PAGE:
- Much bigger than I had realized. 1,250km (780 miles) long.
- Everything is green. Lush and tropical. I’m told that it’s not that green in winter. A small corner, near Guantanatmo, is pretty dry (lots of cacti) as the mountains stop the rains reaching it.
- Like being in one large farm – sugar cane, corn, bananas, coffee, cocoa, cassava, potatoes, pumpkin, the main ones. And rice. Every main meal has rice.
- Livestock = cows, bullocks, goats, horses, pigs, chickens.
- Lots of horse carts, bicycle rickshaws. Motorbikes too.
- Lots of old American cars but modern ones about too – VW, Hyundai, Peugeot, Chinese generic. Russian trucks and ‘jeeps’. Some Mercedes taxis and ambulances.
- Govt owned cars, (blue number plates), can be stopped and told to take passengers by Transport inspectors.
- Very little mention or sign of Fidel. I don’t think I would have seen more than four billboards with him on it and it was usually a joint thing with someone like Hugo Chavez.
- Had never heard of Jose Marti before I came here but his picture and statues are everywhere.
- Internet is patchy at best. Managed to post to the blog occasionally. Never got Skype to work. Gave up trying to look at emails. General population don’t have access to the internet except for educational purposes. Businesses use email, of course. Only major hotels have wifi and it is US$6-12/hr.
- Mobile phones (cell) about but not sure how wide the network is.
- Medical service is universal, excellent and free (as Margaret found out.). Apparently they have 70,000 doctors and export them to other countries.
- There are almost no advertisements. Although, for some reason, most of the large umbrellas covering street vendors have ‘Maggi’ on them.
- Very clean, very tidy. Almost no litter.
- Bottled water, an essential.
- Everyone gets about two weeks ration coupons a month, the rest they have to get by what ever means they can. There is a lot of swapping as, for example, you will get a ration of tobacco whether you smoke or not.
- Mixture of colours and backgrounds, no obvious classes.
- Look at the bus impassively but smile if you wave. But not everyone.
- Beggars are a pain in Havana and Trinidad but not much sign of them elsewhere.
- Usually friendly, especially if you make the effort to say ‘Hola!’ first.
- Lots of people ride horses in the eastern areas as well as the universal horse and cart.
- Unimpressive and pretty limited. (But see ‘The Truly Weird’, below.)
- Core local food is rice, black beans, pork and potato.
- Saw lots of corn and bananas growing but not apparent in the restaurants.
- Mango season just starting.
- Shredded cabbage far too common, as a salad.
- The big international hotel chains did a better effort than the small hotels but with basically the same limited larder. But tasty, wherever. Meat universally tough unless you had one of the shredded beef dishes or minced (hamburger).
- Dessert of a slice of cheese (soft, mild – bit like Havarti) in a pool of mango jam was tasty, if rather unexpected. Other desserts tended to be cakey and sweet.
- A burger at Hotel Ambros Mondos (Hemmingway’s room = 511) said it came with onion. It did. One small onion ring.
- A street dessert is a concoction of coconut, sugar and orange, sold in banana skin ‘cones’. Tastes like coconut macaroons. Name sounded like Cucaracha.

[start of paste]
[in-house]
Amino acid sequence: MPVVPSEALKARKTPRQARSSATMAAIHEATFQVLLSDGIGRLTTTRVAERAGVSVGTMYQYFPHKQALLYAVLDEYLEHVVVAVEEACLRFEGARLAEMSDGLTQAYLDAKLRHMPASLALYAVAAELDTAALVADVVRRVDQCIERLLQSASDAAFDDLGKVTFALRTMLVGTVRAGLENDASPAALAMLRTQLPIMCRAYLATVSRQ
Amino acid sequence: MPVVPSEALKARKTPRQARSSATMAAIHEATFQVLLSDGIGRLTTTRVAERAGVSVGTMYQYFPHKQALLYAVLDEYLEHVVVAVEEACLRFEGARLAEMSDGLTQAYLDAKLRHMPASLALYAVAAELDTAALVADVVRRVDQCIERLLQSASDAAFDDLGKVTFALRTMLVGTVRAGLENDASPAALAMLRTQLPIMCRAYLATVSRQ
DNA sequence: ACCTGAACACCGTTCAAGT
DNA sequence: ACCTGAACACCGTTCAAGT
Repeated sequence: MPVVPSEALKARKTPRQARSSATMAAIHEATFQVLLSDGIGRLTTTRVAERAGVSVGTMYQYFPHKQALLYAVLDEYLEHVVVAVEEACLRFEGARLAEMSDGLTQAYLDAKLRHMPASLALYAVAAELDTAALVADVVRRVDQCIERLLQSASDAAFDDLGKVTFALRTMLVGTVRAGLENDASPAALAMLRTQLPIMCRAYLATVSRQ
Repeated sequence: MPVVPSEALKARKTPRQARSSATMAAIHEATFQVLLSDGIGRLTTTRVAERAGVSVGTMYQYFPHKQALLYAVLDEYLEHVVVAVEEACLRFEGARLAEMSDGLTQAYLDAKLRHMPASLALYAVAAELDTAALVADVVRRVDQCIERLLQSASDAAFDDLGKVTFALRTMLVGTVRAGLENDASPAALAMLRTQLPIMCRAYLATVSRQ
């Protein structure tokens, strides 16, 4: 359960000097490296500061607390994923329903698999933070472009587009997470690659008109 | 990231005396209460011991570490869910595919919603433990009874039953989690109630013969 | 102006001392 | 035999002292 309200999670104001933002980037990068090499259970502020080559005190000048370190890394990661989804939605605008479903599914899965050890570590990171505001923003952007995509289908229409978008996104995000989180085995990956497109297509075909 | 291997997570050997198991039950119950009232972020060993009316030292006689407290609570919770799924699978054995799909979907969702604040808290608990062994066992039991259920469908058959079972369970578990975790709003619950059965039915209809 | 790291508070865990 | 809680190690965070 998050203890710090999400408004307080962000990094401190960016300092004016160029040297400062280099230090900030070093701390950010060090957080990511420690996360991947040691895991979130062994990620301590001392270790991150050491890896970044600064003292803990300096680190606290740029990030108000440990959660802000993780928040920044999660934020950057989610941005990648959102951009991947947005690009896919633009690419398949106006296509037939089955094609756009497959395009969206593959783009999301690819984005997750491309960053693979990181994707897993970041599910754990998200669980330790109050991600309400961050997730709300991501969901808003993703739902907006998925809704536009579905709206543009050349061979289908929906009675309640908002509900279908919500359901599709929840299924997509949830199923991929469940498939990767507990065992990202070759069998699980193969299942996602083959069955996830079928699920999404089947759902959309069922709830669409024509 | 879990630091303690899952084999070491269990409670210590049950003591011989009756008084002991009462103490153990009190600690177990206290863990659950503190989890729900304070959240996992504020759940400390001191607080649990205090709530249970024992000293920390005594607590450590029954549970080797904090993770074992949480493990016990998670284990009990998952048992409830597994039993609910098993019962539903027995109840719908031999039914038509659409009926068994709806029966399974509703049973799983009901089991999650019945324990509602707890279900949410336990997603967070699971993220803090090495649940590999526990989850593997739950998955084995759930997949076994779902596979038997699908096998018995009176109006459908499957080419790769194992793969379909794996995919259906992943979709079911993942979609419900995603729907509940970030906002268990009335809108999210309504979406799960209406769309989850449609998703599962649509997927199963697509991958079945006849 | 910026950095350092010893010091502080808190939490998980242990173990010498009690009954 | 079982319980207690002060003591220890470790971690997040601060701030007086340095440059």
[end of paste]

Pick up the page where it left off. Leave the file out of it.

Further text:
- Most drinks rum based (surprise!).
- Mojito = refreshing mix of rum, mint, lemon, sugar & water = universal tourist drink.
- Beer’s good. Crystal (lager) or Bucanero (maltier).
- No local wine.
- Coffee, strong and good.
- Can’t make a good cup of tea to save themselves. Margaret had one cup of tea that was so dark we thought that they had put the tea bag in a cup of coffee.
- Louder than I usually like. And everywhere.
- Street parade in Camagüey for St John’s Day. Lots of people, drums, trumpets, colour, noise, popcorn and draught beer; finished about 5am. That’s day two of a five-day festival.
- Rarely have a meal (lunch/dinner) without roving minstrels
- They usually with a CD to sell.
- Lots of spontaneous street music down back alleys. Waiters dance to music at times. People get up and dance.
The Truly Weird.
The last few days, after our proper tour of the island, were booked into a beach resort; I thought nothing much of it at the time. But it was so bizarre. It was so hard to realize that we were in Cuba. It was like Club Med, with rum. People would fly in, stay at an ‘all inclusive’ resort and then fly out again, never seeing the ‘real’ Cuba. It had:
- 1,200 tourists. (And this is only one of a number of similar hotels at Varadero).
- An enormous buffet room for meals. Good food though. More variety of salads, vegetables, cheeses, everything really. The Brits had chips with everything. One guy got really excited that he had found HP Sauce.
- Other separate restaurants – Chinese, Italian, Steakhouse. Oh, and a Cuban one too.
- Daily activity sheets that included Tai Chi, archery and bingo.
- Computer games rooms for the kids.
- Nightly ‘cabaret’ show.
- Some women dressed up for dinner – long dresses, flowers in hair etc.
- Regular shuttle buses to other hotels so you could visit their shops etc.
- The slip-stream of Hurricane Alex meant a lot of rain but hot and sunny when a break in the clouds. Topless bathers. Warm on the beach, even if cloudy.
Cuba is a photographer’s delight and a photographer’s nightmare. Every time you take one picture, you look up and seen four other photo opportunities disappearing around the corner. The combination of colourful people, colourful clothes, colourful houses, old cars, horses, and a lifestyle and climate that results in most people living our the front of their houses gives a maximum opportunity for good photos.